Figure 6 exhibits the XPS data of the g-PBCT-50 copolyester and g-PBCT/m-PPZn nanocomposite. XPS analysis is an effective instrument that was used to illustrate the formation of amide linkages in the g-PBCT-50/m-PPZn nanocomposites. It is evident from Figure 6 that an extra peak of nitrogen at the binding energy of 400 eV was observed for the g-PBCT/m-PPZn nanocomposite . This result recommends that the structural change from the O-C=O formation of g-PBCT-50 to N-C=O formation of g-PBCT-50/m-PPZn nanocomposites.
Figure 7 shows the WAXD diﬀraction curves of the g-PBCT-50/m-PPZn nanocomposites. For comparison, the X-ray diﬀraction data of m-PPZn is also shown in this ﬁgure. A small trace of diﬀraction peak at 2θ = 5.9° was clearly observed in the experimental results of the specimens of high m-PPZn content, which contributes to the stacking layers of m-PPZn. These findings indicate that the intercalated conformation was obtained for the g-PBCT-50/m-PPZn nanocomposites. Similar findings were also observed for the g-PBCT-30/m-PPZn and g-PBCT-90/m-PPZn nanocomposites.
Physical properties of the various g-PBCT/m-PPZn nanocomposites
TGA analysis was operated to investigate the thermal behaviors of the various g-PBCT/m-PPZn nanocomposites. Figure 8 presents the TGA curves of the g-PBCT-50/m-PPZn nanocomposites. Similar findings were also observed for the g-PBCT-30/m-PPZn and g-PBCT-90/m-PPZn nanocomposites. The slight increase in the initial degradation temperature and the temperature of maximum degradation rate illustrated in these patterns is recorded in Table 2. As presented in this table, the temperature of maximum degradation rate for the g-PBCT-30 and g-PBCT-50 is higher than that of g-PBCT-90. These experimental observations reveal that the thermal stability of g-PBCT-90 is relative lower as compared to these synthesized copolyesters, analogous to previously reported results of PBCT copolymers without grafting reaction . Nevertheless, the slight increase in the temperature of maximum degradation rate of the g-PBCT/m-PPZn nanocomposites is higher compared to those of the g-PBCT copolymers. This finding is assigned to the presence of m-PPZn in the g-PBCT matrix, which can cause the covalent bond between g-PBCT and m-PPZn, thus, increasing the thermal stability.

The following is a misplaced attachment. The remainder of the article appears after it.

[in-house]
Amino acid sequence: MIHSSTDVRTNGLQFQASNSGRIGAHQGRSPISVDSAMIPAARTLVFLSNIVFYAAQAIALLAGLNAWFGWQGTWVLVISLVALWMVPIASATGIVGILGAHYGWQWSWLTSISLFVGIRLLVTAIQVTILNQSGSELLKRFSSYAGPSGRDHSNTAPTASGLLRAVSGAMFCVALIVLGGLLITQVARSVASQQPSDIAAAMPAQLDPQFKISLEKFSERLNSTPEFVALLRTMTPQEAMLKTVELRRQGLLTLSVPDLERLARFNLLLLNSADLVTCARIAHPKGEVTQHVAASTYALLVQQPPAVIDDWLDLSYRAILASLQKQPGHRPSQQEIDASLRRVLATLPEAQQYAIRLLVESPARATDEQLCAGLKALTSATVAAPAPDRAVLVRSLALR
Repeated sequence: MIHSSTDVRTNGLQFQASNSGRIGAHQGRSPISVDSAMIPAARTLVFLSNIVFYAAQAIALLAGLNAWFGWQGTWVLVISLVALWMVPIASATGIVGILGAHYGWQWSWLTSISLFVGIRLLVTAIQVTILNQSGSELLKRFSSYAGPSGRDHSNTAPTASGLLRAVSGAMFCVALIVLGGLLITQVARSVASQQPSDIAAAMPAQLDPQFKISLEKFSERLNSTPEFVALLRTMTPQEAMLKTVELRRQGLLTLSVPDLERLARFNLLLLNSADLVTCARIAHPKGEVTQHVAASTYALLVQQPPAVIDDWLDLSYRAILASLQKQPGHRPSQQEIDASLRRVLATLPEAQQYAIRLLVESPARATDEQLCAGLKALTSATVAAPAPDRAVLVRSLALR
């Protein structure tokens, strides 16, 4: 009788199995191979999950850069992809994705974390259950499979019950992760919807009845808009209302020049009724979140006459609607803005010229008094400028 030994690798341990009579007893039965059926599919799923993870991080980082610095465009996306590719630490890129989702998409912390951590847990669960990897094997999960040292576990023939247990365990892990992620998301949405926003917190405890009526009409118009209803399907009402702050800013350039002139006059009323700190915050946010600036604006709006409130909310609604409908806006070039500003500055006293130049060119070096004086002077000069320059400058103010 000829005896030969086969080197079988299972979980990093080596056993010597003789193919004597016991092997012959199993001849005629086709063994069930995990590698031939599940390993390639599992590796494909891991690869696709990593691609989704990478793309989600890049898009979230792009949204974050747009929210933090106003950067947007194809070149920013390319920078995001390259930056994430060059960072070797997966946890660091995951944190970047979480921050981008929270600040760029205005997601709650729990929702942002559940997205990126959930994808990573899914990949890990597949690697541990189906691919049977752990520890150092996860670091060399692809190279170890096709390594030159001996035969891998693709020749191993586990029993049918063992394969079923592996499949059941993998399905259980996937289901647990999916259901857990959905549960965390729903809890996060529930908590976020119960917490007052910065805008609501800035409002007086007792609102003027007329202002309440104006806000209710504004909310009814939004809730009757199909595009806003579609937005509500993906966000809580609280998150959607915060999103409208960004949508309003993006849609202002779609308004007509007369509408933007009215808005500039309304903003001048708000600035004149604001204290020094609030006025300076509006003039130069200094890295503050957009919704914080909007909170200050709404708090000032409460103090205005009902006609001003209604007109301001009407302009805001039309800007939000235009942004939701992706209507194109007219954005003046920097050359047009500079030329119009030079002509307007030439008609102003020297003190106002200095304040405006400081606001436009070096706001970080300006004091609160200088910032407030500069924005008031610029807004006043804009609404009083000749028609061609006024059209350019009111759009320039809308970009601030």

The change of storage modulus (E’) against temperature of g-PBCT-50/m-PPZn nanocomposites in a temperature ranging from -70 to 80 °C is presented in Figure 9. The E’ of g-PBCT-50 at -70 °C is around 1570 MPa and decreases as the temperature increases. This result reveals that the molecular motion of g-PBCT in the glassy state is not enough for a molecular transition. While the temperature is larger than the glass-transition temperature, the thermal energy ends up to be equivalent to the potential energy barriers of the molecular motions. The E’ of the g-PBCT-50/m-PPZn nanocomposites at −70 °C increases as the content of m-PPZn increases. The E’ values of the g-PBCT-50/m-PPZn nanocomposites were about 1710, 1930 and 2080 MPa for 1, 3, and 5 wt% intercalation of m-PPZn into the g-PBCT-50 polymer matrix, respectively. The improvement of E’ may be ascribed to the addition of inorganic and stiﬀ m-PPZn which results in covalent linkages with the g-PBCT and induces a reinforcement effect, thus, enhancing the rigidity of the g-PBCT polymer matrix. Similar results were also found for the g-PBCT-30/m-PPZn and g-PBCT-90/m-PPZn nanocomposites. Detailed E’ values for all the nanocomposites are also presented in Table 2.